Linda Watson, a College of Arts and Sciences professor in the Department of Plant Biology, Ecology, and Evolution, is one of five female scientists who have produced a comprehensive analysis of genomic-scale data to understand the historical biogeography of the Asteraceae, also known as the sunflower or daisy family.
Watson, president of the Botanical Society of America, became interested in researching the diversity of the sunflower family when she was in graduate school. And throughout her career she has continued to study what is the largest family of flowering plants, and one that contains important crops, medicinal plants, garden ornamentals and weeds.
During her recent sabbatical, Watson collaborated with researchers from the University of Memphis and the Smithsonian Institution to publish “A fully resolved backbone phylogeny reveals numerous dispersals and explosive diversifications throughout the history of Asteraceae” in the Proceedings of the National Academy of Sciences of the United States of America.
Using living species, Watson and her fellow researchers interpret evolution through molecular phylogenies of plants.
“Phylogeny is a lot like genealogy,” she said. “For example, we are more closely related to our siblings than to our cousins because our most recent common ancestors are our parents, whereas the most recent common ancestors of cousins are grandparents, which is one more generation back in time. Phylogenetic trees are like family trees, but allow us to look back millions of years, instead of just a few generations, through the information coded in the DNA. These studies help us understand the history of the Earth.”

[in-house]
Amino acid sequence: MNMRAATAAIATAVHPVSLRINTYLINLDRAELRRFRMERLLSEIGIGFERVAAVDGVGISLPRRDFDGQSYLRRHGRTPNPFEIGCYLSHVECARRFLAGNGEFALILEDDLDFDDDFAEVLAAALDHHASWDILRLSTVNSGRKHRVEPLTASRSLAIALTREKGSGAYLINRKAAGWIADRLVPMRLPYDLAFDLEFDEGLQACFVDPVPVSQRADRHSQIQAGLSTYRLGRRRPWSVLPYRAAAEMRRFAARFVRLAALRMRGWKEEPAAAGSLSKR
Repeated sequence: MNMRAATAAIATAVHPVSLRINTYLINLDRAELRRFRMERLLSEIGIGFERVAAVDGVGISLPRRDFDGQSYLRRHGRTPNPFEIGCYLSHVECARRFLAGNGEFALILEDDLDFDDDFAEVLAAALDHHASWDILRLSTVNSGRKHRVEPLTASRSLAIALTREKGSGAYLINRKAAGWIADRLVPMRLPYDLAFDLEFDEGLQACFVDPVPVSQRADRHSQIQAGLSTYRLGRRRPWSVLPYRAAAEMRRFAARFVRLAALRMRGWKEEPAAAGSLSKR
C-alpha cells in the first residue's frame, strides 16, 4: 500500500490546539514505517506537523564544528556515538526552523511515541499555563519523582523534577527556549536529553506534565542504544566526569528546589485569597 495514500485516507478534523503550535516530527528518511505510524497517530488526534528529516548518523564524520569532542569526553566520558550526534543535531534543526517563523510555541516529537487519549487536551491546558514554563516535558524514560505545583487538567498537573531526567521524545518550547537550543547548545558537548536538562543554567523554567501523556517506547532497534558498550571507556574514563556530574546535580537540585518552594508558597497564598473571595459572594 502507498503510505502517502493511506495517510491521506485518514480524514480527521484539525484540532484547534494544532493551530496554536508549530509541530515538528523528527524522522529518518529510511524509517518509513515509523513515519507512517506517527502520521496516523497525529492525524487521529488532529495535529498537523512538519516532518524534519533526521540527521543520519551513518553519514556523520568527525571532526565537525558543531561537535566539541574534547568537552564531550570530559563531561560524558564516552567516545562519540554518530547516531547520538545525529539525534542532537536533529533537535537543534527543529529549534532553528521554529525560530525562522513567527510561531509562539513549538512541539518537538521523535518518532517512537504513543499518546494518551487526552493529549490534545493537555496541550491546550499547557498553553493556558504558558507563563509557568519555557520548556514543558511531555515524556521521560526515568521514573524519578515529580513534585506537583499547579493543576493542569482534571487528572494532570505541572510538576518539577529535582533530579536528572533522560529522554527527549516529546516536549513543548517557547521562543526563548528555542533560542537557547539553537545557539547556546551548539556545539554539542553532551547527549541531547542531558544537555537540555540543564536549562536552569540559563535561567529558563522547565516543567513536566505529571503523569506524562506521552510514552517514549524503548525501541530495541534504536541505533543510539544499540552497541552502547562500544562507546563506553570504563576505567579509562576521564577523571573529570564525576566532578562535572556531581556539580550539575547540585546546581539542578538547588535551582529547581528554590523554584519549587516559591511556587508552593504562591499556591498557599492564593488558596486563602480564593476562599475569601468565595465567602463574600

Watson continued, “Dandelion, daisy, sagebrush and ragweed are all part of the sunflower family. The wind-pollinated species, such as sagebrush, cause allergies because they release tons of pollen into the air. But those species with showy and colorful flowers, such as sunflower or zinnia, are nearly always insect-pollinated.”
Many species from the family are food crops, including lettuce, sunflower seeds and oil, safflower oil, and artichoke. Artichoke is actually a thistle with spiny leaves and the head is harvested before the flowers develop.
According to Watson, scientists have begun to manufacture vaccines using plants. And they have successfully isolated and identified artemisinin, a cure for malaria. Artemisinin is a secondary metabolite produced by close relatives of sagebrush for their own defense from herbivory.
“It’s important to understand evolutionary history,” Watson said. “We can advance fields such as medicine and agriculture if we can identify closely related wild species, for example, by understanding the close relationships among species to more accurately predict similar secondary metabolites produced by their close relatives.”
The paper includes genomic data representing nearly 1,000 genes from more than 250 species, and integrates phylogenetic, biogeographic and dating analyses using fossil pollen to estimate its place of origin and the timing and pathways of early migrations. The study revealed that the sunflower family originated in South America at the end of the Cretaceous, about 80 million years ago when dinosaurs still walked the Earth. However, not until the Earth began to cool and habitats dramatically changed around 40 million years ago did the family begin to expand and diversify, which resulted in its tremendous species diversity.
Today, the family occurs worldwide and many of its species are economically important as food crops like lettuce and artichoke, oil crops such as sunflower and safflower, and garden ornamentals like daisies, dahlias, zinnias, and chrysanthemums. Some species are used as medicinals including echinacea and artemisinin. Understanding the history of the sunflower family will aid researchers in protecting rare species, controlling invasive ones, and discovering the natural benefits these plants have to offer.
“The article is the most comprehensive study of the family to date,” Watson said. “And this study is the first mega-family of plants that has been examined at this depth and breadth for the sampling of both genes and species.”
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